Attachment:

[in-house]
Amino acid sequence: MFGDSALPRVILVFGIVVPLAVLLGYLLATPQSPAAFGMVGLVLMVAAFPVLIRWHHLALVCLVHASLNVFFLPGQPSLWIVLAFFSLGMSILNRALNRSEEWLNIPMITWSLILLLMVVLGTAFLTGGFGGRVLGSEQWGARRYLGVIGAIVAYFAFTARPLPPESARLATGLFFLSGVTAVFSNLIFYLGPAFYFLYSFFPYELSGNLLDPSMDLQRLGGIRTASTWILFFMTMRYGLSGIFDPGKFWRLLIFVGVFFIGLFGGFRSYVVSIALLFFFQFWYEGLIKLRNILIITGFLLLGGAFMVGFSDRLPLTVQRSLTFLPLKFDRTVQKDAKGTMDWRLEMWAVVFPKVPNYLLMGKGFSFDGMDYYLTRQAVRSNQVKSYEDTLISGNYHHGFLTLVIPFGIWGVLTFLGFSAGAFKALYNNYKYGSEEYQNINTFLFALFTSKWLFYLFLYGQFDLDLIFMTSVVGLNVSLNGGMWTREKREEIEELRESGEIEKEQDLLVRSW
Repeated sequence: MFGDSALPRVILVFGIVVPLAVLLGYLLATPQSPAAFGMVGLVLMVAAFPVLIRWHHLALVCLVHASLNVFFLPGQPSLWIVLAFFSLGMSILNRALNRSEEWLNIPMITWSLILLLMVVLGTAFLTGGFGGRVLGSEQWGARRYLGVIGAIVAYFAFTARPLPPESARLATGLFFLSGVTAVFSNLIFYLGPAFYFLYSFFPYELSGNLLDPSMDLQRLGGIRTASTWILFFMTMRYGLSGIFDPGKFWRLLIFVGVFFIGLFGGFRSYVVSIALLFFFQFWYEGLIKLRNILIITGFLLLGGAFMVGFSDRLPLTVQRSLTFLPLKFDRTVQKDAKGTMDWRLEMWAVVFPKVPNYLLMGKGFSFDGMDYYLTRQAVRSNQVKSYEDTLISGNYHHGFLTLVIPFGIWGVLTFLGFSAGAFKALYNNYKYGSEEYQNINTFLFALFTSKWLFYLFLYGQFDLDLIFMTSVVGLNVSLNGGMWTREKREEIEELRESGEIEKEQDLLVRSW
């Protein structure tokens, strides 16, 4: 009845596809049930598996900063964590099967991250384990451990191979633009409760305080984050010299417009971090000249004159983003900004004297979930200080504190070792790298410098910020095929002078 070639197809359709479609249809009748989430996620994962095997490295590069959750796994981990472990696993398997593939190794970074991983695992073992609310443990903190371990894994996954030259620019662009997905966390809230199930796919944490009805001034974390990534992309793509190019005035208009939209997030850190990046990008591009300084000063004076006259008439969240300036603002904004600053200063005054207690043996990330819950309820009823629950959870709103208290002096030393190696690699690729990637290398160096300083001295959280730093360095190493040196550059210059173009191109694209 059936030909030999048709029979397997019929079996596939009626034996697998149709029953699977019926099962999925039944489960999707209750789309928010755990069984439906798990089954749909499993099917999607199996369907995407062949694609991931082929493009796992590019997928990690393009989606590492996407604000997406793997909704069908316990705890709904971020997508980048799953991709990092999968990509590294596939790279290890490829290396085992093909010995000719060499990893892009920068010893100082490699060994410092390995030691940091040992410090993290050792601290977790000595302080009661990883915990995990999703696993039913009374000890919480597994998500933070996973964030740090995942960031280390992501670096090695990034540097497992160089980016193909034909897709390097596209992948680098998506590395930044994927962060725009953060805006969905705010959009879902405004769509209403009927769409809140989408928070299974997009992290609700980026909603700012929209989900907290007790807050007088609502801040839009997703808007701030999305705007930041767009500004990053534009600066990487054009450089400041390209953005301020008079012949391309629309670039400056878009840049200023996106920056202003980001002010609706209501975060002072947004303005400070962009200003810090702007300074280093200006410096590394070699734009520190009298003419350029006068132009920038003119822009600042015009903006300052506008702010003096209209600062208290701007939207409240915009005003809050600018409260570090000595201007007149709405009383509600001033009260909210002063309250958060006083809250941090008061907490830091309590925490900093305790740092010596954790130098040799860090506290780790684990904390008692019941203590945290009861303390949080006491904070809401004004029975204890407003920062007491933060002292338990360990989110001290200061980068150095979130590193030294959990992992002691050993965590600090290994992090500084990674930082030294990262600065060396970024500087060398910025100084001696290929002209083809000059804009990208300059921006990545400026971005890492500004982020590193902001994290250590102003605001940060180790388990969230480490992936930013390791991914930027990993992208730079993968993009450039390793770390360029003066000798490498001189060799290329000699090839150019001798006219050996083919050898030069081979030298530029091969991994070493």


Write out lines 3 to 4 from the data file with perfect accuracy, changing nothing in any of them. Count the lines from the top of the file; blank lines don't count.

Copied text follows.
Repeated sequence: MFGDSALPRVILVFGIVVPLAVLLGYLLATPQSPAAFGMVGLVLMVAAFPVLIRWHHLALVCLVHASLNVFFLPGQPSLWIVLAFFSLGMSILNRALNRSEEWLNIPMITWSLILLLMVVLGTAFLTGGFGGRVLGSEQWGARRYLGVIGAIVAYFAFTARPLPPESARLATGLFFLSGVTAVFSNLIFYLGPAFYFLYSFFPYELSGNLLDPSMDLQRLGGIRTASTWILFFMTMRYGLSGIFDPGKFWRLLIFVGVFFIGLFGGFRSYVVSIALLFFFQFWYEGLIKLRNILIITGFLLLGGAFMVGFSDRLPLTVQRSLTFLPLKFDRTVQKDAKGTMDWRLEMWAVVFPKVPNYLLMGKGFSFDGMDYYLTRQAVRSNQVKSYEDTLISGNYHHGFLTLVIPFGIWGVLTFLGFSAGAFKALYNNYKYGSEEYQNINTFLFALFTSKWLFYLFLYGQFDLDLIFMTSVVGLNVSLNGGMWTREKREEIEELRESGEIEKEQDLLVRSW
């Protein structure tokens, strides 16, 4: 009845596809049930598996900063964590099967991250384990451990191979633009409760305080984050010299417009971090000249004159983003900004004297979930200080504190070792790298410098910020095929002078 070639197809359709479609249809009748989430996620994962095997490295590069959750796994981990472990696993398997593939190794970074991983695992073992609310443990903190371990894994996954030259620019662009997905966390809230199930796919944490009805001034974390990534992309793509190019005035208009939209997030850190990046990008591009300084000063004076006259008439969240300036603002904004600053200063005054207690043996990330819950309820009823629950959870709103208290002096030393190696690699690729990637290398160096300083001295959280730093360095190493040196550059210059173009191109694209 059936030909030999048709029979397997019929079996596939009626034996697998149709029953699977019926099962999925039944489960999707209750789309928010755990069984439906798990089954749909499993099917999607199996369907995407062949694609991931082929493009796992590019997928990690393009989606590492996407604000997406793997909704069908316990705890709904971020997508980048799953991709990092999968990509590294596939790279290890490829290396085992093909010995000719060499990893892009920068010893100082490699060994410092390995030691940091040992410090993290050792601290977790000595302080009661990883915990995990999703696993039913009374000890919480597994998500933070996973964030740090995942960031280390992501670096090695990034540097497992160089980016193909034909897709390097596209992948680098998506590395930044994927962060725009953060805006969905705010959009879902405004769509209403009927769409809140989408928070299974997009992290609700980026909603700012929209989900907290007790807050007088609502801040839009997703808007701030999305705007930041767009500004990053534009600066990487054009450089400041390209953005301020008079012949391309629309670039400056878009840049200023996106920056202003980001002010609706209501975060002072947004303005400070962009200003810090702007300074280093200006410096590394070699734009520190009298003419350029006068132009920038003119822009600042015009903006300052506008702010003096209209600062208290701007939207409240915009005003809050600018409260570090000595201007007149709405009383509600001033009260909210002063309250958060006083809250941090008061907490830091309590925490900093305790740092010596954790130098040799860090506290780790684990904390008692019941203590945290009861303390949080006491904070809401004004029975204890407003920062007491933060002292338990360990989110001290200061980068150095979130590193030294959990992992002691050993965590600090290994992090500084990674930082030294990262600065060396970024500087060398910025100084001696290929002209083809000059804009990208300059921006990545400026971005890492500004982020590193902001994290250590102003605001940060180790388990969230480490992936930013390791991914930027990993992208730079993968993009450039390793770390360029003066000798490498001189060799290329000699090839150019001798006219050996083919050898030069081979030298530029091969991994070493």